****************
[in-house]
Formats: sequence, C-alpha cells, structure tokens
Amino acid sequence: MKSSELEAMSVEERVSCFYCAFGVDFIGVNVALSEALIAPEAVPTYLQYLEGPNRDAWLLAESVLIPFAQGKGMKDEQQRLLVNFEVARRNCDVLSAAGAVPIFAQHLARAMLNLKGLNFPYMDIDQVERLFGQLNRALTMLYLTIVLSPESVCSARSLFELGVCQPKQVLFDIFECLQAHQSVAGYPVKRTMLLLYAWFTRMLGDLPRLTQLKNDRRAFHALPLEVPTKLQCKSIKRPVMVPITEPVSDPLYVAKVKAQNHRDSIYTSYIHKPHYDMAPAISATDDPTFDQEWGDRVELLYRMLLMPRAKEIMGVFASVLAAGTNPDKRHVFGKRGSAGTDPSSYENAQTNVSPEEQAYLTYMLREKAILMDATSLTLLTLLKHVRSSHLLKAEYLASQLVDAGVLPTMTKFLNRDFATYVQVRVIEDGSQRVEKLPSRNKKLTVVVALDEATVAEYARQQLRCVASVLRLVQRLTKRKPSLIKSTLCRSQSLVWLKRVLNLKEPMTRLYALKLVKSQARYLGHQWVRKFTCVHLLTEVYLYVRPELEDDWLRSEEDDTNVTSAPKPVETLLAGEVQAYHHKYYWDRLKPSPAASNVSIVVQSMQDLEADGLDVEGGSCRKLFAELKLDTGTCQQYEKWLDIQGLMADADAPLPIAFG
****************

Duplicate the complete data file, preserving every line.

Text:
[in-house]
Formats: sequence, C-alpha cells, structure tokens
Amino acid sequence: MKSSELEAMSVEERVSCFYCAFGVDFIGVNVALSEALIAPEAVPTYLQYLEGPNRDAWLLAESVLIPFAQGKGMKDEQQRLLVNFEVARRNCDVLSAAGAVPIFAQHLARAMLNLKGLNFPYMDIDQVERLFGQLNRALTMLYLTIVLSPESVCSARSLFELGVCQPKQVLFDIFECLQAHQSVAGYPVKRTMLLLYAWFTRMLGDLPRLTQLKNDRRAFHALPLEVPTKLQCKSIKRPVMVPITEPVSDPLYVAKVKAQNHRDSIYTSYIHKPHYDMAPAISATDDPTFDQEWGDRVELLYRMLLMPRAKEIMGVFASVLAAGTNPDKRHVFGKRGSAGTDPSSYENAQTNVSPEEQAYLTYMLREKAILMDATSLTLLTLLKHVRSSHLLKAEYLASQLVDAGVLPTMTKFLNRDFATYVQVRVIEDGSQRVEKLPSRNKKLTVVVALDEATVAEYARQQLRCVASVLRLVQRLTKRKPSLIKSTLCRSQSLVWLKRVLNLKEPMTRLYALKLVKSQARYLGHQWVRKFTCVHLLTEVYLYVRPELEDDWLRSEEDDTNVTSAPKPVETLLAGEVQAYHHKYYWDRLKPSPAASNVSIVVQSMQDLEADGLDVEGGSCRKLFAELKLDTGTCQQYEKWLDIQGLMADADAPLPIAFG